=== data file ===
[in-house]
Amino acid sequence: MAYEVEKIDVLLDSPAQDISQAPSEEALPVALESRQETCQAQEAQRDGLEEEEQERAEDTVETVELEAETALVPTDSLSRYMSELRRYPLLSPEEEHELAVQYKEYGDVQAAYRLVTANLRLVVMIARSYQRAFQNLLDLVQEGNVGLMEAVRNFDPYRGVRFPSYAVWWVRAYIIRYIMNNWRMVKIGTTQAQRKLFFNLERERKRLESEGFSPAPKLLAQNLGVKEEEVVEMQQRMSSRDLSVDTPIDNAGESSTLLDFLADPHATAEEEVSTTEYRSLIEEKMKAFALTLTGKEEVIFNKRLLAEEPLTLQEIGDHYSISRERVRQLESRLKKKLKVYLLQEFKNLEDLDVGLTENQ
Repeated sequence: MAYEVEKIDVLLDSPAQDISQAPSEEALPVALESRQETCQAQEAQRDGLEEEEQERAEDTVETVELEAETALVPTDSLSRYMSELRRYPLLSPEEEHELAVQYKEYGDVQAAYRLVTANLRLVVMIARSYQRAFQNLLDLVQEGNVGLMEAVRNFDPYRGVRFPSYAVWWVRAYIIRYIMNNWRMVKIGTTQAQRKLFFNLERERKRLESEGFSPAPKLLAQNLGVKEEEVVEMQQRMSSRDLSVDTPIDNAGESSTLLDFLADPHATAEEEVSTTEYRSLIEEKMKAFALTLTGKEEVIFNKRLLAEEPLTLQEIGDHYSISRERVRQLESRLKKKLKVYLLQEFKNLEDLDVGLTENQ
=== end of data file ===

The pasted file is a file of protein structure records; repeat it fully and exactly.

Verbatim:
[in-house]
Amino acid sequence: MAYEVEKIDVLLDSPAQDISQAPSEEALPVALESRQETCQAQEAQRDGLEEEEQERAEDTVETVELEAETALVPTDSLSRYMSELRRYPLLSPEEEHELAVQYKEYGDVQAAYRLVTANLRLVVMIARSYQRAFQNLLDLVQEGNVGLMEAVRNFDPYRGVRFPSYAVWWVRAYIIRYIMNNWRMVKIGTTQAQRKLFFNLERERKRLESEGFSPAPKLLAQNLGVKEEEVVEMQQRMSSRDLSVDTPIDNAGESSTLLDFLADPHATAEEEVSTTEYRSLIEEKMKAFALTLTGKEEVIFNKRLLAEEPLTLQEIGDHYSISRERVRQLESRLKKKLKVYLLQEFKNLEDLDVGLTENQ
Repeated sequence: MAYEVEKIDVLLDSPAQDISQAPSEEALPVALESRQETCQAQEAQRDGLEEEEQERAEDTVETVELEAETALVPTDSLSRYMSELRRYPLLSPEEEHELAVQYKEYGDVQAAYRLVTANLRLVVMIARSYQRAFQNLLDLVQEGNVGLMEAVRNFDPYRGVRFPSYAVWWVRAYIIRYIMNNWRMVKIGTTQAQRKLFFNLERERKRLESEGFSPAPKLLAQNLGVKEEEVVEMQQRMSSRDLSVDTPIDNAGESSTLLDFLADPHATAEEEVSTTEYRSLIEEKMKAFALTLTGKEEVIFNKRLLAEEPLTLQEIGDHYSISRERVRQLESRLKKKLKVYLLQEFKNLEDLDVGLTENQ